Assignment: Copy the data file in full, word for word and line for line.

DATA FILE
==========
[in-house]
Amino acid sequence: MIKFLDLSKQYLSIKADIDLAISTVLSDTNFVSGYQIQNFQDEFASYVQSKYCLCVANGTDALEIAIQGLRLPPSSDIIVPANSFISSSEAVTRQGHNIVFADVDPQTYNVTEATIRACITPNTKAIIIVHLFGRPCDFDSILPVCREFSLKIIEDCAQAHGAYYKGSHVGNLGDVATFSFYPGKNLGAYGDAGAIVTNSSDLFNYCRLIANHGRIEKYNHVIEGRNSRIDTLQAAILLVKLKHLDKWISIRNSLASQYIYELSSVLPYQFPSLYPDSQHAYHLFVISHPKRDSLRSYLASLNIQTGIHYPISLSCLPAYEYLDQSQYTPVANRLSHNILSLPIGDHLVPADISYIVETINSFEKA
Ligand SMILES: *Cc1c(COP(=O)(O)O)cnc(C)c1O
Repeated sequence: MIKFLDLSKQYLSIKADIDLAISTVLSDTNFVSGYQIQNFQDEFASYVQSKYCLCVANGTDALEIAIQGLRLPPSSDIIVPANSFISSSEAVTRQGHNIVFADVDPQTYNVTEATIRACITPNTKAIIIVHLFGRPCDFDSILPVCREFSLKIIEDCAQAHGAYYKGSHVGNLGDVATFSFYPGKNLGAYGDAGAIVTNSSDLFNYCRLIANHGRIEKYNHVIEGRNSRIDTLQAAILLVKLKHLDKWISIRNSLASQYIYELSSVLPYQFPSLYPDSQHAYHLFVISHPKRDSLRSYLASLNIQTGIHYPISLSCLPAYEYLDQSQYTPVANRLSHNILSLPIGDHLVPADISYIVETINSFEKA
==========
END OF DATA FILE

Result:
[in-house]
Amino acid sequence: MIKFLDLSKQYLSIKADIDLAISTVLSDTNFVSGYQIQNFQDEFASYVQSKYCLCVANGTDALEIAIQGLRLPPSSDIIVPANSFISSSEAVTRQGHNIVFADVDPQTYNVTEATIRACITPNTKAIIIVHLFGRPCDFDSILPVCREFSLKIIEDCAQAHGAYYKGSHVGNLGDVATFSFYPGKNLGAYGDAGAIVTNSSDLFNYCRLIANHGRIEKYNHVIEGRNSRIDTLQAAILLVKLKHLDKWISIRNSLASQYIYELSSVLPYQFPSLYPDSQHAYHLFVISHPKRDSLRSYLASLNIQTGIHYPISLSCLPAYEYLDQSQYTPVANRLSHNILSLPIGDHLVPADISYIVETINSFEKA
Ligand SMILES: *Cc1c(COP(=O)(O)O)cnc(C)c1O
Repeated sequence: MIKFLDLSKQYLSIKADIDLAISTVLSDTNFVSGYQIQNFQDEFASYVQSKYCLCVANGTDALEIAIQGLRLPPSSDIIVPANSFISSSEAVTRQGHNIVFADVDPQTYNVTEATIRACITPNTKAIIIVHLFGRPCDFDSILPVCREFSLKIIEDCAQAHGAYYKGSHVGNLGDVATFSFYPGKNLGAYGDAGAIVTNSSDLFNYCRLIANHGRIEKYNHVIEGRNSRIDTLQAAILLVKLKHLDKWISIRNSLASQYIYELSSVLPYQFPSLYPDSQHAYHLFVISHPKRDSLRSYLASLNIQTGIHYPISLSCLPAYEYLDQSQYTPVANRLSHNILSLPIGDHLVPADISYIVETINSFEKA